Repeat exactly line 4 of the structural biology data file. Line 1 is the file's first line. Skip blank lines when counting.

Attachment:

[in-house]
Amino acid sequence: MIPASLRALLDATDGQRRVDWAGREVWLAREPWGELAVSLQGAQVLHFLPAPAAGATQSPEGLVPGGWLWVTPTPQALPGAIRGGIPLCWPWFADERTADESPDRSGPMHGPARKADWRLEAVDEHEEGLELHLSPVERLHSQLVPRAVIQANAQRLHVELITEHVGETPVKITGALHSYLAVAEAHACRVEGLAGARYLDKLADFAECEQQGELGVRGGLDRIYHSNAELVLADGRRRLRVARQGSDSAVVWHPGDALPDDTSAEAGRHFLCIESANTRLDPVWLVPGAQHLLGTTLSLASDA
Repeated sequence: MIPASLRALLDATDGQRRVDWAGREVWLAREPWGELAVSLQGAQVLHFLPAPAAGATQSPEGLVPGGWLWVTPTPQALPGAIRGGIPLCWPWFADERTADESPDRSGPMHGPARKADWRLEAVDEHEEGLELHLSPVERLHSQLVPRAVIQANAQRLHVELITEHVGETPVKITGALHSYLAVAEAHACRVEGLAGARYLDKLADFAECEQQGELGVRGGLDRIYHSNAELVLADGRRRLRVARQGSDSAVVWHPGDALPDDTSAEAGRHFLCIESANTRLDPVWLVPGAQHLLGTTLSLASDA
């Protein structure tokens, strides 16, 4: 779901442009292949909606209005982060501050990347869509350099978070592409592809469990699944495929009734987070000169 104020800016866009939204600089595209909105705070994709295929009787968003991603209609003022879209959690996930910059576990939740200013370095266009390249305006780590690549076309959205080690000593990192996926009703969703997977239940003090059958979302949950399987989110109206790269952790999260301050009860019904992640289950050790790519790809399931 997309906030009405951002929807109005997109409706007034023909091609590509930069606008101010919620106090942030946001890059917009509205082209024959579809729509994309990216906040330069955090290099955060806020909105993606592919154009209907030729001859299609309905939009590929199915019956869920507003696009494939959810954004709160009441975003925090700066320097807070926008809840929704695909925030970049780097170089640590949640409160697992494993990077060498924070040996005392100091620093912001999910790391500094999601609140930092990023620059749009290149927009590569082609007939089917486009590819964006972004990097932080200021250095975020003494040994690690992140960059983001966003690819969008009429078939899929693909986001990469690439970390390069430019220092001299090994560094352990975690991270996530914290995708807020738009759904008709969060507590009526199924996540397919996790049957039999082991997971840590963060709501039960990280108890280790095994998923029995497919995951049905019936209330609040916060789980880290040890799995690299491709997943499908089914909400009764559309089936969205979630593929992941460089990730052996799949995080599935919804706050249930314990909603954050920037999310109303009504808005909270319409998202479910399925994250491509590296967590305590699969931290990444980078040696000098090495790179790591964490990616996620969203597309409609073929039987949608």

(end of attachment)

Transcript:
């Protein structure tokens, strides 16, 4: 779901442009292949909606209005982060501050990347869509350099978070592409592809469990699944495929009734987070000169 104020800016866009939204600089595209909105705070994709295929009787968003991603209609003022879209959690996930910059576990939740200013370095266009390249305006780590690549076309959205080690000593990192996926009703969703997977239940003090059958979302949950399987989110109206790269952790999260301050009860019904992640289950050790790519790809399931 997309906030009405951002929807109005997109409706007034023909091609590509930069606008101010919620106090942030946001890059917009509205082209024959579809729509994309990216906040330069955090290099955060806020909105993606592919154009209907030729001859299609309905939009590929199915019956869920507003696009494939959810954004709160009441975003925090700066320097807070926008809840929704695909925030970049780097170089640590949640409160697992494993990077060498924070040996005392100091620093912001999910790391500094999601609140930092990023620059749009290149927009590569082609007939089917486009590819964006972004990097932080200021250095975020003494040994690690992140960059983001966003690819969008009429078939899929693909986001990469690439970390390069430019220092001299090994560094352990975690991270996530914290995708807020738009759904008709969060507590009526199924996540397919996790049957039999082991997971840590963060709501039960990280108890280790095994998923029995497919995951049905019936209330609040916060789980880290040890799995690299491709997943499908089914909400009764559309089936969205979630593929992941460089990730052996799949995080599935919804706050249930314990909603954050920037999310109303009504808005909270319409998202479910399925994250491509590296967590305590699969931290990444980078040696000098090495790179790591964490990616996620969203597309409609073929039987949608």